Monday, December 13, 2010

Hot to Trot(ters)

If you watched last night's pork-centric episode of Food(ography) on the Cooking Channel, then you know that pig's feet (a.k.a. trotters) and I go way back. I grew up eating them relatively plain. Just pile 'em high on a plate, and I'm happy. But for most people, a tasty little disguise is probably the best way to introduce trotters into your repertoire. Here's the recipe for the Pig's Feet Wasabi Griddle Cakes I made on the show. I served this to a crowd of Philadelphians at a "Southern Hospitality" dinner at my friend Mitch Prensky's restaurant Supper, back in September. People went bananas for them. Trust me, eating pig's feet isn't as weird as you may think, and they're actually really delicious.

Pig’s Feet Wasabi Griddle Cakes

Pig’s Feet:
3 pig’s feet
1 gallon water
3 cloves garlic
1 knob ginger sliced
3 bay leaves
1 teaspoon peppercorns
1/2 cup soy sauce
1 lemon sliced

Griddle Cake Batter:
1 cup whole wheat flour
2 ears of corn shucked
1/2 cup cornmeal
1/4 cup wasabi powder
1/2 teaspoon baking soda
1/4 teaspoon baking powder
1/2 teaspoon salt
2 eggs
1 1/4 cup buttermilk
1 bunch chopped scallions

Clarified butter for cooking

Sweet sorghum to finish for garnish

For pig’s feet:
Soak pig’s feet in water for an hour. Drain pig’s feet from water and use a kitchen torch to remove the tiny hairs. Put into a pot with the rest of the ingredients, turn on heat to simmer. Braise four hours, until tender. Pull out finished pig’s feet from the braising liquid, transfer to a cutting board and separate meat from bones.

For griddle cakes:
Put all the dry ingredients into a bowl. Whisk the eggs and buttermilk in a separate bowl, then combine the wet and dry ingredients to make a pancake-like batter.

Fold the pig’s feet into the batter along with some chopped scallions. Drizzle a bit of clarified butter into a skillet and fry coin sized griddle cakes in the pan, about 45 seconds on each side.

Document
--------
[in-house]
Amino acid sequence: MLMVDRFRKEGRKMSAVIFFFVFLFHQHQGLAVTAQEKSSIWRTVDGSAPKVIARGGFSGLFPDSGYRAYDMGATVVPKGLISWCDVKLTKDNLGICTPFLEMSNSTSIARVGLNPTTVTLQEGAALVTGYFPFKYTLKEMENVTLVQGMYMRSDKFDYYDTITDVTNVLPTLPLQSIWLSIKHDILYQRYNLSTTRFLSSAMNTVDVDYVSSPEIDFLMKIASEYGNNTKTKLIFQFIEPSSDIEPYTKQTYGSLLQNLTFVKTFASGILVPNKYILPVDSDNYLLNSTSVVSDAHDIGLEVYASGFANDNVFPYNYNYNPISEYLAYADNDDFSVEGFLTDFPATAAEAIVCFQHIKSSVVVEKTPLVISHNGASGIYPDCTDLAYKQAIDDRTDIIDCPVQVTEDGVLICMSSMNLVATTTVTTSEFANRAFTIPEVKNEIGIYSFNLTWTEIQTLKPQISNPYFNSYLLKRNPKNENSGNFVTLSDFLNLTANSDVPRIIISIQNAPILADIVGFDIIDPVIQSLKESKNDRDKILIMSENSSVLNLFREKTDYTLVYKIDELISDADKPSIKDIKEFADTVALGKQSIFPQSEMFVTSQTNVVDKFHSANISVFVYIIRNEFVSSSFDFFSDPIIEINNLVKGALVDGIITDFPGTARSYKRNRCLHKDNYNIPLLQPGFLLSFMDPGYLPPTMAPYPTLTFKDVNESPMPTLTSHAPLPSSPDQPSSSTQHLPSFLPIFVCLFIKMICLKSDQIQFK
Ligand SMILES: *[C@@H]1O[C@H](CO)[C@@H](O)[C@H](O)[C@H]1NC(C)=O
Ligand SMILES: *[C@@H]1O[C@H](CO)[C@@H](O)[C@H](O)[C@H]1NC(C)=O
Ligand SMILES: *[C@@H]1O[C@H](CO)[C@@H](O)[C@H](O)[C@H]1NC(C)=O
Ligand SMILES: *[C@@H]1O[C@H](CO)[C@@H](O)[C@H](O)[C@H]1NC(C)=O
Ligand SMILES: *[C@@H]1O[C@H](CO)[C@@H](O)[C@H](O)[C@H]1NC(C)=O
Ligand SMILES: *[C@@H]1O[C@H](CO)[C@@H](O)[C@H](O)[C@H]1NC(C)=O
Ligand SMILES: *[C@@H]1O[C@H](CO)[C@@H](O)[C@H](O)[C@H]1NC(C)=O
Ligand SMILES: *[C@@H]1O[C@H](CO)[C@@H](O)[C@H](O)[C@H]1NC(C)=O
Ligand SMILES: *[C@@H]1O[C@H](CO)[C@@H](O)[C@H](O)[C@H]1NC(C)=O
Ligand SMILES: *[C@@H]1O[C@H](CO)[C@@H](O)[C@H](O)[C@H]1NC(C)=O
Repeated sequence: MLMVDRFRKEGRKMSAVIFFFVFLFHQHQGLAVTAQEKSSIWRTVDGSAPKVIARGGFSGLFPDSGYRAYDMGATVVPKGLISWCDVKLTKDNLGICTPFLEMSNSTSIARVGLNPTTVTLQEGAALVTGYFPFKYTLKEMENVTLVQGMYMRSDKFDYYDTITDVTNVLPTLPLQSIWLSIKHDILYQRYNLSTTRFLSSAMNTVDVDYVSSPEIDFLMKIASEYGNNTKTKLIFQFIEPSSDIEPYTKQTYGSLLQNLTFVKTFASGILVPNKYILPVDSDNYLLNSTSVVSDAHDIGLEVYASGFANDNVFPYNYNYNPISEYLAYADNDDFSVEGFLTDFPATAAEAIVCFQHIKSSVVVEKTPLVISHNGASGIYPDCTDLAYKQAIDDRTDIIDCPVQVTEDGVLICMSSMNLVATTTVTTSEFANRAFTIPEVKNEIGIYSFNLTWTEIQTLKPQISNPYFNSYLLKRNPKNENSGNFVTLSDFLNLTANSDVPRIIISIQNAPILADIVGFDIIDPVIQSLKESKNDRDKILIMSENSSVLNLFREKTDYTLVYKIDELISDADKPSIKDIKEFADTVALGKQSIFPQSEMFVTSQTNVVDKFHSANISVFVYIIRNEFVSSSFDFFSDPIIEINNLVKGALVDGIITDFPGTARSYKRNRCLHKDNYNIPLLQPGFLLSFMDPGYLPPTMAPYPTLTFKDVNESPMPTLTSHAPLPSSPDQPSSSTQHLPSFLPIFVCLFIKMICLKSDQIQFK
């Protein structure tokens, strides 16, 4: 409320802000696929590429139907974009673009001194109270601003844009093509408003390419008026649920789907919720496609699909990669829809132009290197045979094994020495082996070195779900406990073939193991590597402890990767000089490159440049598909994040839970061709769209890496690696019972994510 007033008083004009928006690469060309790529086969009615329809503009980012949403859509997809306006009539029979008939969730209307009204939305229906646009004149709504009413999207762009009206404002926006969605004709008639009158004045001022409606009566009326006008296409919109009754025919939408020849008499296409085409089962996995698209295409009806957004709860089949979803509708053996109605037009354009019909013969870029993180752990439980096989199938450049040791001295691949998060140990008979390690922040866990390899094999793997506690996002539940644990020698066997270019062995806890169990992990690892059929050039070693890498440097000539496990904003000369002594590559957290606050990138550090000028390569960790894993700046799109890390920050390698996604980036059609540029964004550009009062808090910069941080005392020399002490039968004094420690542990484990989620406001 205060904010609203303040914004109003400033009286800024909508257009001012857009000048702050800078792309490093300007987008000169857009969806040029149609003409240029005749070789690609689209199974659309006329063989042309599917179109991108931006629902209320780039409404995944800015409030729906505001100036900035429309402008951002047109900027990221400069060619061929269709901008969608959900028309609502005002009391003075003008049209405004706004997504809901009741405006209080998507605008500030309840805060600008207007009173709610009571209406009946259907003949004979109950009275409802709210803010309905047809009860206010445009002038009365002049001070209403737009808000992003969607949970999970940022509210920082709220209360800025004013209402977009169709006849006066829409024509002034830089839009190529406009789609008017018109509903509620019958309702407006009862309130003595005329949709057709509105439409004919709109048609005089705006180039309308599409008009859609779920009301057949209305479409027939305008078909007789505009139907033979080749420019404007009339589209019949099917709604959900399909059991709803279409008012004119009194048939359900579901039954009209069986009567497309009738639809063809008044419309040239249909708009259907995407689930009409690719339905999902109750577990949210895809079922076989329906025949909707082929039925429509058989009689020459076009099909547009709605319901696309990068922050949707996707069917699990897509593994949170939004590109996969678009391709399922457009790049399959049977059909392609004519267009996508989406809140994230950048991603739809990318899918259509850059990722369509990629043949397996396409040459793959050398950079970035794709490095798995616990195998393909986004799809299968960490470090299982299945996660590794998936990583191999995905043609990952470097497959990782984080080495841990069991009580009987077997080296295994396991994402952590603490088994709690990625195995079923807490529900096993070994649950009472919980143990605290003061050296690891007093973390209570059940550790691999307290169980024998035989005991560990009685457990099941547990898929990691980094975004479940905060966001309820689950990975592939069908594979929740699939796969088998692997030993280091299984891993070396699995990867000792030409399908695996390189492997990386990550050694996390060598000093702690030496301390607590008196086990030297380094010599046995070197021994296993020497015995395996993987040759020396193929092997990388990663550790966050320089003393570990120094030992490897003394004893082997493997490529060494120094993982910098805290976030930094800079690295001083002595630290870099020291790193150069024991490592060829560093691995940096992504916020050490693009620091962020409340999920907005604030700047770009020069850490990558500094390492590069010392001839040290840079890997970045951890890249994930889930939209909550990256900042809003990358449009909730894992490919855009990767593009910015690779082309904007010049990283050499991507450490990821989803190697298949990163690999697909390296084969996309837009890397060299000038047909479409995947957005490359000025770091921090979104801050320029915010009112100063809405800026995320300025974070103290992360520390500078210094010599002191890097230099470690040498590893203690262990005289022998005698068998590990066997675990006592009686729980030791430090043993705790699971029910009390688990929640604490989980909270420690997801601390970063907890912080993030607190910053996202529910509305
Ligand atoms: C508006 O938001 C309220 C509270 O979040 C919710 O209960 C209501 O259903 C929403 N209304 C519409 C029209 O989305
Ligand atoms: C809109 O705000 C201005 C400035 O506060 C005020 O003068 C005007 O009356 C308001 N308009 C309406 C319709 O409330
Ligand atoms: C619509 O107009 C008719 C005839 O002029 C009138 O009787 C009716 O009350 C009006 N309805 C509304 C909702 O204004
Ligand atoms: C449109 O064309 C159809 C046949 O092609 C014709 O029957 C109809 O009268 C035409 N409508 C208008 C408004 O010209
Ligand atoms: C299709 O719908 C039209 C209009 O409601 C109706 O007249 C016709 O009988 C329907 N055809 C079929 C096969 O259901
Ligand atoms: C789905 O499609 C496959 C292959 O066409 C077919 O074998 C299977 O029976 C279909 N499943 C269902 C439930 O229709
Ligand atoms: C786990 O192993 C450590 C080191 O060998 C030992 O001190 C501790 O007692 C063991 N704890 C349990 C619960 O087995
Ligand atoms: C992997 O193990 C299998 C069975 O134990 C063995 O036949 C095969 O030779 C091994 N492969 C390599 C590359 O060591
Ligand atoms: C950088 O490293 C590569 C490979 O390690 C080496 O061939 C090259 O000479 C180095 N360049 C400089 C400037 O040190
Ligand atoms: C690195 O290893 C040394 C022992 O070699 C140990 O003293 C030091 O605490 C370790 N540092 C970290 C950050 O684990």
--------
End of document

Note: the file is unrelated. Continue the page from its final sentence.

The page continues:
Serve warm with a drizzle of sorghum on top.

Wednesday, December 8, 2010

Porking Out

I recently filmed a segment for the Cooking Channel show Food(ography) with Mo Rocca. The episode is all about pork, and I cooked pigs' feet wasabi griddle cakes and pork shoulder. The show is a bit more cerebral and scholarly than most of the food-based shows on TV these days. It – and some of the other shows on The Cooking Channel – remind me of the early days of The Food Network when the programming was actually about, well, food. For all of Mario’s hamming in front of the camera, I still miss Molto Mario and the free-style nature of the years past when food TV was still in its infancy. I think The Cooking Channel is attempting to recapture some of that with new faces, a more natural and less scripted style.

For this shoot, it took about six hours for what amounts to a final product of a few minutes. It’s like starting with 100 pounds of bones that will end up becoming a few quarts of sauce. But I loved the intensity and attention to detail involved in getting every frame correct. There’s a railway just down the street from my restaurant, and when we were shooting outside, the trains would howl past every 5 minutes. Funny, when you live with these sounds for so long, you don’t hear them anymore. For the production crew, however, it was crucial not to have even the slightest disruptive noise. So, we’d shoot for a few minutes and then wait till the train cleared (and these are long trains), then do it again with each oncoming train. It delayed the shoot, but the patience and professionalism of the crew were inspiring.

My only regret is not getting to meet Mo. He’s such a goofball.